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Learners will be introduced to a programme that gets them moving via an ingenious series of games, improving everything from balance, timing and spatial awareness to co-operative teamwork.
SOUNDS of jubilation rose into the cool winter air on Monday 27 June. What was mistaken for children playing was, on further inspection, actually adults shrieking with delight in the schoolyard of Mambo Primary in Chiawelo, Soweto.


Dr Claire NicholsonDr Claire Nicholson digs deep into her blue bagThese adults were teachers from 30 schools around the township, all of whom were undergoing a day-long workshop to enable them to train their pupils in sports and activities. The training formed part of the programme entitled Move-It, Moving Matters, which aims to encourage physical activity in South Africa’s youth.

“The concept is simple,” said Dr Claire Nicholson, creator of the programme. “We are targeting 13-million children at intermediate level (Grades 4 to 7) to build the motor foundations needed for active living. Otherwise it is too late.

“Motor development is at the forefront of education, but in 1999 physical education (PE) was dropped out of the curriculum,” Nicholson said. “Since then, schools have been breeding children who come into the working world with deficits.”

Physical education
A dearth of physical activity leads to numerous problems in later life, including posture and balance. The introduction of Life Orientation as a subject meant that PE re-entered the school curriculum, but a lack of time, trained teachers and resources such as money and equipment meant that it continued to be put on the back-burner.

Move-It, Moving Matters has put physical activity firmly back at the top of the list. “The whole programme is learner-driven. Teachers will only facilitate it,” she said. “The equipment goes straight to the learners, and is not mediated through their teachers.”

It combines a number of competencies, namely balance, locomotion, neuro-motor control, transference of weight, spatial awareness, timing and rhythm, cardiovascular endeavour, hand- and foot-eye coordination and manipulation and competitive and co-operative teamwork.

As an expert in the field of physical education and the previous head of human movement studies/science at the University of the Witwatersrand, Nicholson developed the programme in order to best achieve these competencies.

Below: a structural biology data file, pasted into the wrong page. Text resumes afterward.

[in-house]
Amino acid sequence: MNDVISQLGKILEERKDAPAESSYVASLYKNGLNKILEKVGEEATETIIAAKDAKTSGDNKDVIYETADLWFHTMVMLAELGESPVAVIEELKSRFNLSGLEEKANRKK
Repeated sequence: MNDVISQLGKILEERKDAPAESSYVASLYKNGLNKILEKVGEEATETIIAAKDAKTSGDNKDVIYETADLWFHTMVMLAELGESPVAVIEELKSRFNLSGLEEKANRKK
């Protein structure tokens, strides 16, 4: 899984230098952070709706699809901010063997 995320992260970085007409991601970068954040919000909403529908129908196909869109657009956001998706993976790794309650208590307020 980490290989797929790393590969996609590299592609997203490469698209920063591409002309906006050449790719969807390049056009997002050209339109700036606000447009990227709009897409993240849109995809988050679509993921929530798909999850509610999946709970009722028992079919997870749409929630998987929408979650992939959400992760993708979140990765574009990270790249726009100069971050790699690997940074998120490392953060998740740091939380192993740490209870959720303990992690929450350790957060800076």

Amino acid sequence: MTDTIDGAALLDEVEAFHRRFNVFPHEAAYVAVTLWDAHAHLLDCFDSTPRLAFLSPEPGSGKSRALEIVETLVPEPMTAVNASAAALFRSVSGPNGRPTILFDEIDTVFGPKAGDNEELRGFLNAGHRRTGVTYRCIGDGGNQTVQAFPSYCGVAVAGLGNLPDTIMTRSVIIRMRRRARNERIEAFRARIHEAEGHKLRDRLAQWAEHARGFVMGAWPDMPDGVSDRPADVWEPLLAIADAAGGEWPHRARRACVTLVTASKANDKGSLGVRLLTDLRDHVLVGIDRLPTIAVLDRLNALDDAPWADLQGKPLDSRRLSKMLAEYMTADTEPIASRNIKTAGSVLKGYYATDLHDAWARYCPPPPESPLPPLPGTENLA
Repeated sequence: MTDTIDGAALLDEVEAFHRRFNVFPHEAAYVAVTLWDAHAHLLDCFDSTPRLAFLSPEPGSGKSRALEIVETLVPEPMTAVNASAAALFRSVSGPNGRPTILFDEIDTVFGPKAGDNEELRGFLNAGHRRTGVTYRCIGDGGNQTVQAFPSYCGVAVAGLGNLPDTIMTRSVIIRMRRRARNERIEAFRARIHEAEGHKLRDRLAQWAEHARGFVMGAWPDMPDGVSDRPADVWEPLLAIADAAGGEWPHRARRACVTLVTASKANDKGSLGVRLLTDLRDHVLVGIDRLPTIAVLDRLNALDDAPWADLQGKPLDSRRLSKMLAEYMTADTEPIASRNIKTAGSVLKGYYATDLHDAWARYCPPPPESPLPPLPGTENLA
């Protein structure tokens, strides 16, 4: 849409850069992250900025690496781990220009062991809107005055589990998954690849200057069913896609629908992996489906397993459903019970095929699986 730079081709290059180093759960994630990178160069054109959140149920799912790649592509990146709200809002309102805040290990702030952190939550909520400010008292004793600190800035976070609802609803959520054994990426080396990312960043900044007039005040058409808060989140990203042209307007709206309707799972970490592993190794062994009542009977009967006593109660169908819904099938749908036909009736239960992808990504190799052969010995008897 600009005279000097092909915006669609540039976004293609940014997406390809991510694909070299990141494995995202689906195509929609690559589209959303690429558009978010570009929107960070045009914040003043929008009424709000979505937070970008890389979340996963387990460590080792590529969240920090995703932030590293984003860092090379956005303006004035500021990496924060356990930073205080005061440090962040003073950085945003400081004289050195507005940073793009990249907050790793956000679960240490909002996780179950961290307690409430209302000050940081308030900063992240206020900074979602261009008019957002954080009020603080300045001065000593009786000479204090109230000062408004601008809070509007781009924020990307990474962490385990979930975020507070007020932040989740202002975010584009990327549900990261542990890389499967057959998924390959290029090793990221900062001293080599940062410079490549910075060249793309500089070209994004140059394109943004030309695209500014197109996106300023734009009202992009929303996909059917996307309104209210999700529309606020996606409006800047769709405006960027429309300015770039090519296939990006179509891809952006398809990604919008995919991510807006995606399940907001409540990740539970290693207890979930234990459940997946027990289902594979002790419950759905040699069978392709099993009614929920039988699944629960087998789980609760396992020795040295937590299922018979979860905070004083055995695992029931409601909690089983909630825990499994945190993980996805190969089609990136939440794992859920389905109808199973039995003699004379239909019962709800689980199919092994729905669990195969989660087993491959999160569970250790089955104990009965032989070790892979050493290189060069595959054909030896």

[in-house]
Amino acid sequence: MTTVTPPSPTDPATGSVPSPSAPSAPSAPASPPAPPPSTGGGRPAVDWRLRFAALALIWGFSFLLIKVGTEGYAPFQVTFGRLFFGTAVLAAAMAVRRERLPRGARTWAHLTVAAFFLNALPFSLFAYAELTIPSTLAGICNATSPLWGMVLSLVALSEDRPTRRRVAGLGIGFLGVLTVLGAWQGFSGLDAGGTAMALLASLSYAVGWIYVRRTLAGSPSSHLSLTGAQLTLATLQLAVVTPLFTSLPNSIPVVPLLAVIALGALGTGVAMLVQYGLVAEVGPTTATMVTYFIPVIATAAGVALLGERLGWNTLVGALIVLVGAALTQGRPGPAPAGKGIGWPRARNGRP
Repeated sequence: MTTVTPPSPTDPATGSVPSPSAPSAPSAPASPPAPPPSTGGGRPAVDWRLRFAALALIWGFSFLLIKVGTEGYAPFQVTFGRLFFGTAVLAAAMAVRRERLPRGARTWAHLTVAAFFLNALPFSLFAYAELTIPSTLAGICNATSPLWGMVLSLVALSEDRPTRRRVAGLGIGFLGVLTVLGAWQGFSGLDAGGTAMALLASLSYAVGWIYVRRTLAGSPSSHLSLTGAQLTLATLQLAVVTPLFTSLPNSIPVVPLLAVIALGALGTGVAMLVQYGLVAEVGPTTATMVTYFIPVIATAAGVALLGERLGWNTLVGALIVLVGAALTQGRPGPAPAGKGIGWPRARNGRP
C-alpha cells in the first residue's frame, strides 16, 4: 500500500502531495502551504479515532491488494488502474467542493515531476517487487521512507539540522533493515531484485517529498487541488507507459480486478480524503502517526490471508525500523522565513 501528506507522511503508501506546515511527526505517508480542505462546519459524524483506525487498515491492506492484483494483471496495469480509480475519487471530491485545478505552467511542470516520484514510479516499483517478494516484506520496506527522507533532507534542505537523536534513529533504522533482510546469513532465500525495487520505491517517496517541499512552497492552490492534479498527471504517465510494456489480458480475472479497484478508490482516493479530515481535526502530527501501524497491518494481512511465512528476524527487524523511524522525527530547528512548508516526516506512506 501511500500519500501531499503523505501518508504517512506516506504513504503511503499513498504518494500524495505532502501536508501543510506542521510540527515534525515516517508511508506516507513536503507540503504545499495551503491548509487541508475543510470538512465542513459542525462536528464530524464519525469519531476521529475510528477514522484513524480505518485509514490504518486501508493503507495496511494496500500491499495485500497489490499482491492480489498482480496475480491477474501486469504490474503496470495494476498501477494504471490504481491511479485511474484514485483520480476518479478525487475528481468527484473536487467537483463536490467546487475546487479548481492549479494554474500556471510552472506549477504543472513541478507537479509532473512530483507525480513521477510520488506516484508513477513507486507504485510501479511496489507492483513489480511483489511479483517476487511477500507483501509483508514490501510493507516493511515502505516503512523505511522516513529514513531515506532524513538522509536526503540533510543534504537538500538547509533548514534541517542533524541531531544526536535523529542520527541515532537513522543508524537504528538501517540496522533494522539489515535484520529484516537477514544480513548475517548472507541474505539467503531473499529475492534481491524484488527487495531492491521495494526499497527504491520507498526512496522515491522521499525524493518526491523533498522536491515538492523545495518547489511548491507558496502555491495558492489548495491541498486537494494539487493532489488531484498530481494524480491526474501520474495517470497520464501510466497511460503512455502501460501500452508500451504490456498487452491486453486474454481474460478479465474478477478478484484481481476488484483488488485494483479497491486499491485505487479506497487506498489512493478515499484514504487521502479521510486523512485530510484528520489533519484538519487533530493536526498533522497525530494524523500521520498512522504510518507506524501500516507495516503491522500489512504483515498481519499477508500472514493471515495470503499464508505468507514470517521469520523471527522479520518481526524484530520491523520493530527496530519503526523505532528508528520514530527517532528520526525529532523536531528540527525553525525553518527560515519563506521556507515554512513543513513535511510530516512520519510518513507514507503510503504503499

It was also developed through her involvement as the South African representative at the World Sport Alliance, which is a United Nations partnership initiative to support the Millennium Development Goals of a just, humane and equitable society. “We need to establish a mandate of change using activity for peace and health.

“It is a progressive programme which focuses on balance, locomotion and manipulation, the three things you need for every sport,” she explained. It makes use of four levels in the form of “bags”: a blue bag, red bag, yellow bag and green bag.

The blue bag
Learners in the intermediate phase, for example, make use of the blue bag, which contains equipment such as juggling balls and a mini soccer ball which can be attached around the waist to play a game called “Kiatch-It” (kick and catch it).

TeachersTeachers will be able to give learners special physical training“In the same way that a learner needs a maths set for geometry, so the Movie-It, Moving Matters programme enables the learner to read, discuss and then use the equipment in the bag to experience the actions required,” Nicholson said. “Through repetition, motor skills are acquired and confidence and competence is developed, which promotes experiences of enjoyment through movement.”

In an effort to bring about “footprints of change”, Nicholson explained that the course aims to serve as a mentorship programme. “We will train strong independent schools who will then collaborate with and train children in less advantaged environments to ensure that they can also access the programme.”

Total’s contribution of R1-million for three years has enabled them to penetrate Soweto schools, and the programme will be initiated on the first day of school next term, on 18 July.

Lillian Dimpe, a teacher at Ikemeleng Primary School in Naledi, is confident the programme will make a difference to students. “We as teachers are excited because we have been worried about the condition of the children. They are always sitting in classes; you never see them jumping, skipping, rolling around and just being active and that is what we need to see.”

However, that is not the only benefit she sees in the programme. By receiving training that will enable her to facilitate her learners’ activities, she was able to get active herself. “I am enjoying, and looking forward to starting right away on day one.

“First I need to read through the material and plan for it though, as preparation and planning are very important.”

With teachers and facilitators on side, the programme is set to kick off in style come next school term. “It is possible,” said Nicholson. “It just takes ingenious effort.”

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